I will try to be brief and keep to your advised timing, Mr Evans.
I congratulate Clive Efford on securing the debate and thank him for asking many important questions about infrastructure, compensation and penalties.
Like my hon. Friend Tom Tugendhat, since becoming a Member of Parliament last May I have received a steady flow of complaints about the problems with Southeastern rail services on the line that goes through Maidstone East in particular, and on the lines from Faversham and Headcorn. Since Christmas, however, that flow of complaints has accelerated, reflecting a substantial deceleration in the train services and their reliability. Regular weekly complaints from people have now become daily complaints, as day in, day out, their trains to and from work are delayed, and not just by two or three minutes, which is irritating and causes difficulties for people, but often by half an hour or an hour, with train cancellations, too. Many major events have also completely kyboshed the services for hours.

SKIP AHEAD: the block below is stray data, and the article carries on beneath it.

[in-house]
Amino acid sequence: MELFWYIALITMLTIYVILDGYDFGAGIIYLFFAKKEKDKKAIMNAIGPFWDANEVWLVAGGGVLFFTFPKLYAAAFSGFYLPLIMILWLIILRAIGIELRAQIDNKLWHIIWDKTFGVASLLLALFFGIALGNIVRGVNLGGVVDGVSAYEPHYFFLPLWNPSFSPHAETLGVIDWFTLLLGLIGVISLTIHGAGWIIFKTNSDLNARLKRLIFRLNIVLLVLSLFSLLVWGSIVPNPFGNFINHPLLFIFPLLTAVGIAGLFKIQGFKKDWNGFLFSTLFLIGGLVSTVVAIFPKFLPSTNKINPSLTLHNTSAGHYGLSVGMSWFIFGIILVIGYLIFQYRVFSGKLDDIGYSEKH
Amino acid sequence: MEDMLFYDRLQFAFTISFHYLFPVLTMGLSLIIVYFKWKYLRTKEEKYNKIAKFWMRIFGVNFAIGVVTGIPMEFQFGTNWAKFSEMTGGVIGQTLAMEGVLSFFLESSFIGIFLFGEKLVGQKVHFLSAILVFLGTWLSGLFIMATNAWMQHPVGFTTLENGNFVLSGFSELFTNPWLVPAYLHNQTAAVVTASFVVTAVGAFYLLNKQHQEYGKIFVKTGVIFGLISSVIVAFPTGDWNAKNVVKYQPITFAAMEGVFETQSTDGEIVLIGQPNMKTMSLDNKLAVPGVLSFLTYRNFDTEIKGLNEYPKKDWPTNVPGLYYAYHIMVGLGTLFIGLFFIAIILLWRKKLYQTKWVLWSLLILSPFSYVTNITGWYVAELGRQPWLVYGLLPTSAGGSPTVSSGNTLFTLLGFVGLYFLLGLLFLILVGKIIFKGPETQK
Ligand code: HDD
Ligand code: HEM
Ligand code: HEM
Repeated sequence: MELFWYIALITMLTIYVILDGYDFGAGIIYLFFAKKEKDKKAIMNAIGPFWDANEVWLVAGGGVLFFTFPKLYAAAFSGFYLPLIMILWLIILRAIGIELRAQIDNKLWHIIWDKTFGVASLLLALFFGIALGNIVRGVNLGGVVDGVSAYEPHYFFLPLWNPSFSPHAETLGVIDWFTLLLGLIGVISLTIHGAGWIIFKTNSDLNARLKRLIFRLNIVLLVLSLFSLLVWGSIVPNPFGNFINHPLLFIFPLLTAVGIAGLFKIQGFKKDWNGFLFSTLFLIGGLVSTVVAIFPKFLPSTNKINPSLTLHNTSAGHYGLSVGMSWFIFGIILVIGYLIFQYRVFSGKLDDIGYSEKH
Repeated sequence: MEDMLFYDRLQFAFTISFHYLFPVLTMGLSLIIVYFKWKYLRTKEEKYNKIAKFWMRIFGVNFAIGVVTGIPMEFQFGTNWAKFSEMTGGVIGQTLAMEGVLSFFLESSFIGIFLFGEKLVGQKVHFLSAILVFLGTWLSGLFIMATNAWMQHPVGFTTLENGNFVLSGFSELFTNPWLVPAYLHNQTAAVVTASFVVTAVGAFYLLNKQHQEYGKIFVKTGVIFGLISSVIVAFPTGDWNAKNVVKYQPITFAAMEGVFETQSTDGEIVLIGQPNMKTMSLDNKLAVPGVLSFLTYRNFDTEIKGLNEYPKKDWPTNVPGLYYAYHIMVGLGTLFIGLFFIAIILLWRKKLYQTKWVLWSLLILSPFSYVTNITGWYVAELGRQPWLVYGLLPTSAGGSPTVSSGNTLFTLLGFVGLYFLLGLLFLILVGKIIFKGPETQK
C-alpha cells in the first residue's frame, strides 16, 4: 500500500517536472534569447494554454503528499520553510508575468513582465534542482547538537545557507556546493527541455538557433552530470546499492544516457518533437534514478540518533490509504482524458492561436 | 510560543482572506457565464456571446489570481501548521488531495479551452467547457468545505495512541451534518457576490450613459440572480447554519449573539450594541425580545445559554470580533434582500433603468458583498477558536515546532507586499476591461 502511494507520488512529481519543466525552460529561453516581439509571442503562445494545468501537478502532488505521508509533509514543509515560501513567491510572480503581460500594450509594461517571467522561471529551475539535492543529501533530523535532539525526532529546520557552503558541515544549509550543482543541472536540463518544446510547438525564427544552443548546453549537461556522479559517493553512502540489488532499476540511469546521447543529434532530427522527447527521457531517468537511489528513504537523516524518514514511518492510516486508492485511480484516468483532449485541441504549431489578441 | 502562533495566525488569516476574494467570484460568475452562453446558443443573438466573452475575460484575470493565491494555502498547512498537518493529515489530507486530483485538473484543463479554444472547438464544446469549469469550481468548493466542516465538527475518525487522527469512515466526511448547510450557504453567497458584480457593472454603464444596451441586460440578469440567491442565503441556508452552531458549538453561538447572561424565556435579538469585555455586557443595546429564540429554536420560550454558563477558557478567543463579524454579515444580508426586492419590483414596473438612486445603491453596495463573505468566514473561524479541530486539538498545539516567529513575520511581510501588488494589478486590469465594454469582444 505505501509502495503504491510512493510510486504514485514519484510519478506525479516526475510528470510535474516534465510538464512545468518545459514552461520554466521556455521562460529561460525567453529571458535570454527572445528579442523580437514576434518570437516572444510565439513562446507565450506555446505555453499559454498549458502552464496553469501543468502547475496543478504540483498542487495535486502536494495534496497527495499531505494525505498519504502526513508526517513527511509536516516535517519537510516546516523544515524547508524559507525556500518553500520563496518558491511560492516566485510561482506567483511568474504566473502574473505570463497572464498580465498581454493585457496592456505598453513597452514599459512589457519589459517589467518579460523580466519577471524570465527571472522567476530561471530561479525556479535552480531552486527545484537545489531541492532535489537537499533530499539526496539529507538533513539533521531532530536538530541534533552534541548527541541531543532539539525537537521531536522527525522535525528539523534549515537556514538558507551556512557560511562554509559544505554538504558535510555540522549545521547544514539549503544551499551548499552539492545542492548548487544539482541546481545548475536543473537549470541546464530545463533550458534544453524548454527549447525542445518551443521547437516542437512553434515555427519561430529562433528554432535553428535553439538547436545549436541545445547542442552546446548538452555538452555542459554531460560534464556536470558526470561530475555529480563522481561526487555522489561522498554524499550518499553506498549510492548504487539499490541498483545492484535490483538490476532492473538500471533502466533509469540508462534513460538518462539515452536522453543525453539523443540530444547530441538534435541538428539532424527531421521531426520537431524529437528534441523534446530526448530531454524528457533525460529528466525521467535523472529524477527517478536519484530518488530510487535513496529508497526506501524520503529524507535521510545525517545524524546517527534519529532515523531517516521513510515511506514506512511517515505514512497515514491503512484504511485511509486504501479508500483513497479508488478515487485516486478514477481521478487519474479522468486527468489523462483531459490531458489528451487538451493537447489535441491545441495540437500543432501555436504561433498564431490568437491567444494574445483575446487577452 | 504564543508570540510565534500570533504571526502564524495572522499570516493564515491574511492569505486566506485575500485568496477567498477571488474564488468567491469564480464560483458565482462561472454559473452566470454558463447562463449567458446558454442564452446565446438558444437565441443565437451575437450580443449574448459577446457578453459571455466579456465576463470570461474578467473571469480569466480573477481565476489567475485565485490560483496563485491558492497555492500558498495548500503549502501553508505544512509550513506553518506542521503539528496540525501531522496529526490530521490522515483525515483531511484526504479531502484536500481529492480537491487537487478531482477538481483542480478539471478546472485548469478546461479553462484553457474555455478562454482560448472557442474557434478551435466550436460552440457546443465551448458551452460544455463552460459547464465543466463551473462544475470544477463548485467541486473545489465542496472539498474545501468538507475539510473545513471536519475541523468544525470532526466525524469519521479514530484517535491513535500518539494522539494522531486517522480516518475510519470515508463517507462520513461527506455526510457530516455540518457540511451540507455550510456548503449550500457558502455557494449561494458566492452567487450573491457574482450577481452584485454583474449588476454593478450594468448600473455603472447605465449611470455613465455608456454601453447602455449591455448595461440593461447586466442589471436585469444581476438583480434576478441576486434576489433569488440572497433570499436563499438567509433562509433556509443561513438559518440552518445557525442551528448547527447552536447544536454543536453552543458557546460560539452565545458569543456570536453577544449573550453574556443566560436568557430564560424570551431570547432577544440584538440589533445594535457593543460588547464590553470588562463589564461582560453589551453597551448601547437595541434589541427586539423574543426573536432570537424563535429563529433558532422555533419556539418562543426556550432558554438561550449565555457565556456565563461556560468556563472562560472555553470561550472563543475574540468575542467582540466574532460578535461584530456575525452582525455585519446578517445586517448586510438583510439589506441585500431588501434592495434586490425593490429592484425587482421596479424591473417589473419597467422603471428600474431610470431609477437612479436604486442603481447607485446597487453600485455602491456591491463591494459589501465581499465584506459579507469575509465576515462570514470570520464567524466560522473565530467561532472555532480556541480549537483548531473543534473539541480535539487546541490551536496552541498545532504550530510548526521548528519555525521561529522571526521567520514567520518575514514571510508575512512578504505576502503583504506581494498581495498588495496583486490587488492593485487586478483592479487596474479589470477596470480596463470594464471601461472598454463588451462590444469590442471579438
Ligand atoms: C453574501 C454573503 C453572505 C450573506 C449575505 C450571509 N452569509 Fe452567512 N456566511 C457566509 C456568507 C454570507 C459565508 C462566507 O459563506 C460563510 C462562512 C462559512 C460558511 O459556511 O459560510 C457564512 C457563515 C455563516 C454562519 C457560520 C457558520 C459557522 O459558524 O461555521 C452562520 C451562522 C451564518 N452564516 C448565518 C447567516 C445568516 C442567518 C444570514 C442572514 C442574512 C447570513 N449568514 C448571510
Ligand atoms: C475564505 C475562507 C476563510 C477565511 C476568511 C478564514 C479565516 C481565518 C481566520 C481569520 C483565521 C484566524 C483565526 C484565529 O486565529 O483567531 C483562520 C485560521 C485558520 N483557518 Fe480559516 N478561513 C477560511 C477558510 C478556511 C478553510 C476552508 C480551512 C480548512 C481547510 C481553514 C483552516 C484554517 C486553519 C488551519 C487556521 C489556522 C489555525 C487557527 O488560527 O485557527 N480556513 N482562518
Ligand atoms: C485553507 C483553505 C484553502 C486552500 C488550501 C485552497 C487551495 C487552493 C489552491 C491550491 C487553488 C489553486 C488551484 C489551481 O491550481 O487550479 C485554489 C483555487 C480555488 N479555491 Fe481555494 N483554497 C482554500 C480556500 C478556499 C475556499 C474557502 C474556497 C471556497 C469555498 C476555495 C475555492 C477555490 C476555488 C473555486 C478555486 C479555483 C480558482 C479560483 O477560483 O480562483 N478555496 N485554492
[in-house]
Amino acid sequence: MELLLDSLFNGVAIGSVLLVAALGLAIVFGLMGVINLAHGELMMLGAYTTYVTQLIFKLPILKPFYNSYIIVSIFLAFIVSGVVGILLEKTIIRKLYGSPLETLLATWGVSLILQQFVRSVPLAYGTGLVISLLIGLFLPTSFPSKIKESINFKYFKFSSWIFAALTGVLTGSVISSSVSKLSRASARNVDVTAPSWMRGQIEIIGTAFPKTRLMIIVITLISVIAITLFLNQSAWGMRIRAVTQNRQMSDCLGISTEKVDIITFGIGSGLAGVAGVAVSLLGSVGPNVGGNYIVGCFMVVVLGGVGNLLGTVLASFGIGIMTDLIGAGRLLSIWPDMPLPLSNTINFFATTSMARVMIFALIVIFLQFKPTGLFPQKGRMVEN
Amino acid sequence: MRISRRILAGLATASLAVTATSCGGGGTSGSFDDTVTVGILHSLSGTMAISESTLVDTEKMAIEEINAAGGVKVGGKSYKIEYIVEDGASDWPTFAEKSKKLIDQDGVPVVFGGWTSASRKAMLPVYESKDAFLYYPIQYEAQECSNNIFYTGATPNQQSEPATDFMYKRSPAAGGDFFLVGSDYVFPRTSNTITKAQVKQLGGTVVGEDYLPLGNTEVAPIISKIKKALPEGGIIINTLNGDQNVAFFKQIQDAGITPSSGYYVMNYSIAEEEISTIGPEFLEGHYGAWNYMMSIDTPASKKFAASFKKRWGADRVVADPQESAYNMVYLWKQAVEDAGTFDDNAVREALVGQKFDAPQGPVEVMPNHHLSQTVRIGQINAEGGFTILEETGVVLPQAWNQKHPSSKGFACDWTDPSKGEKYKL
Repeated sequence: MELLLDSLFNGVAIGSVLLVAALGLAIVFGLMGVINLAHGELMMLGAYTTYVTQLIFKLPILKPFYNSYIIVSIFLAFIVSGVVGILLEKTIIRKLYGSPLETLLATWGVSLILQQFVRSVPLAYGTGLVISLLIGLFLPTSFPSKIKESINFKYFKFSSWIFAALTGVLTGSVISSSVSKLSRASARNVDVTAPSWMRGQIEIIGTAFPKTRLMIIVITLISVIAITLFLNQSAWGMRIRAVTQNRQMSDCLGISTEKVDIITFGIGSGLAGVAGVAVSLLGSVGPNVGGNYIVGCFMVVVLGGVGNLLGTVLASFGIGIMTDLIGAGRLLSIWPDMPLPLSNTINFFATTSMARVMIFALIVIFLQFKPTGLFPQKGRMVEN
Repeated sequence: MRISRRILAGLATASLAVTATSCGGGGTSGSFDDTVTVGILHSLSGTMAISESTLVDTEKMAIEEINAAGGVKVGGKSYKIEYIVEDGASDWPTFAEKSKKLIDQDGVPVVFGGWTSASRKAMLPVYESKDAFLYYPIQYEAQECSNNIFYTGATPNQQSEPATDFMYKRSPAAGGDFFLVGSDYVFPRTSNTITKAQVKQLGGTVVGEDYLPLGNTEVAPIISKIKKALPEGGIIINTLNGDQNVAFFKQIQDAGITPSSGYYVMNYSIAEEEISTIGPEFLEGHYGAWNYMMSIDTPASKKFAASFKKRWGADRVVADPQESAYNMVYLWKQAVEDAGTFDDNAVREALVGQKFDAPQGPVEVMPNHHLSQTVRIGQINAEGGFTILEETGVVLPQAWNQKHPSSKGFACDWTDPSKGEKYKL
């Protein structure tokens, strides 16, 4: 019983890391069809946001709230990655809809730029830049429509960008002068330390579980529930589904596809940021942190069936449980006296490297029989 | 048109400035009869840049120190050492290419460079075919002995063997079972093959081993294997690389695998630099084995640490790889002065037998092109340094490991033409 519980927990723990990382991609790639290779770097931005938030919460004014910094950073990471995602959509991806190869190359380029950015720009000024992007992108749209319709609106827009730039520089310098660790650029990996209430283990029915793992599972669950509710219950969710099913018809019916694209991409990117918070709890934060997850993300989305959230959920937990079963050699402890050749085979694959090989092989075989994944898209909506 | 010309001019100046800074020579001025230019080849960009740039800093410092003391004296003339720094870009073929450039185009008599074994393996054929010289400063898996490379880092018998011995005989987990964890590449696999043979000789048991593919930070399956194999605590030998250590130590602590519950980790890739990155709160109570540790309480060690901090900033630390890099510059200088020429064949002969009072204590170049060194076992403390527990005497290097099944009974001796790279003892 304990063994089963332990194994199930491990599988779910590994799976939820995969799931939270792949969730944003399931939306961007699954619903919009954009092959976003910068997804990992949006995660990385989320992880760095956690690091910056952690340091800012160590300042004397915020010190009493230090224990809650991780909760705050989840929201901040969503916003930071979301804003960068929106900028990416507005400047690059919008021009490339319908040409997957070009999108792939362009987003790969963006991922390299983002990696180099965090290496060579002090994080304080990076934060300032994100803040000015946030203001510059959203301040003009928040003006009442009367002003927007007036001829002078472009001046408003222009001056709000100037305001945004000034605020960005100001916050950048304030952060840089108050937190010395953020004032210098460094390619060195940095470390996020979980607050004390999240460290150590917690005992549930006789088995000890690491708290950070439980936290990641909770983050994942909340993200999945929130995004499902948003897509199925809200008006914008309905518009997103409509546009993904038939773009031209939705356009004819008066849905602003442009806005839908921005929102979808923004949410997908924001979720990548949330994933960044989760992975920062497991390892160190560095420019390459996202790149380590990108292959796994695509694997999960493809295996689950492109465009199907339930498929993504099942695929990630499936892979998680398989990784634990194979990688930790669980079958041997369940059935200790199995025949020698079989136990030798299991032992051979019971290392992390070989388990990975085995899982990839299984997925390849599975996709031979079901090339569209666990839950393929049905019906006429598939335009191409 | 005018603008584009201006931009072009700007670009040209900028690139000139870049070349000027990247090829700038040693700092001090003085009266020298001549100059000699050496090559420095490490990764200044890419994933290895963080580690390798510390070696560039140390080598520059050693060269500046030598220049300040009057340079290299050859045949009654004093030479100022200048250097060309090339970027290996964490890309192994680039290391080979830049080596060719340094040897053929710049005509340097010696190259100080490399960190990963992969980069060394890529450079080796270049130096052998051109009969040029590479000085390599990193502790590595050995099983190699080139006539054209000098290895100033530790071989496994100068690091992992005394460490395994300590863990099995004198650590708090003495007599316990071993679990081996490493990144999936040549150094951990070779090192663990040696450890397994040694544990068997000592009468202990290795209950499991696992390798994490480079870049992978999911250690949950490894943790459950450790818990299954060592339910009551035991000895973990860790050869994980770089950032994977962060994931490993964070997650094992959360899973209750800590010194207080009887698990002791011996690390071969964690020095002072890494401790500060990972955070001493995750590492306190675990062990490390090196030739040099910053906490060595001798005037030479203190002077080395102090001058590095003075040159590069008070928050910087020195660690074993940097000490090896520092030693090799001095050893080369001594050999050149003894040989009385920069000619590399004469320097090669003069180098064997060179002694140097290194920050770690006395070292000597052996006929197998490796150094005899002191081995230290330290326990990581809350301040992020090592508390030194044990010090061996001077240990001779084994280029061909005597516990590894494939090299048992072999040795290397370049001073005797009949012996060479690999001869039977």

Other hon. Members have shared the data so I will not go through those again now, but as my hon. Friend said, we are now seeing about one in five trains running late. What the averaging of the data obscures is how often it is the same train that somebody is delayed on, day after day, and how very often they are the peak-time trains. That is not to say that other trains do not need to be on time, but we know that people on peak-time trains are rushing to get to and from work and to get to meetings, appointments and other commitments. The statistics mean that people’s lives are being affected badly by this experience of the train service. They are unable to be as effective at work and are missing meetings. They have to leave earlier and get home later, which is affecting their family life. Parents are unable to get home to put children to bed. All these things that people build their lives around and make decisions about are being affected so seriously by the problems with the train services at the moment.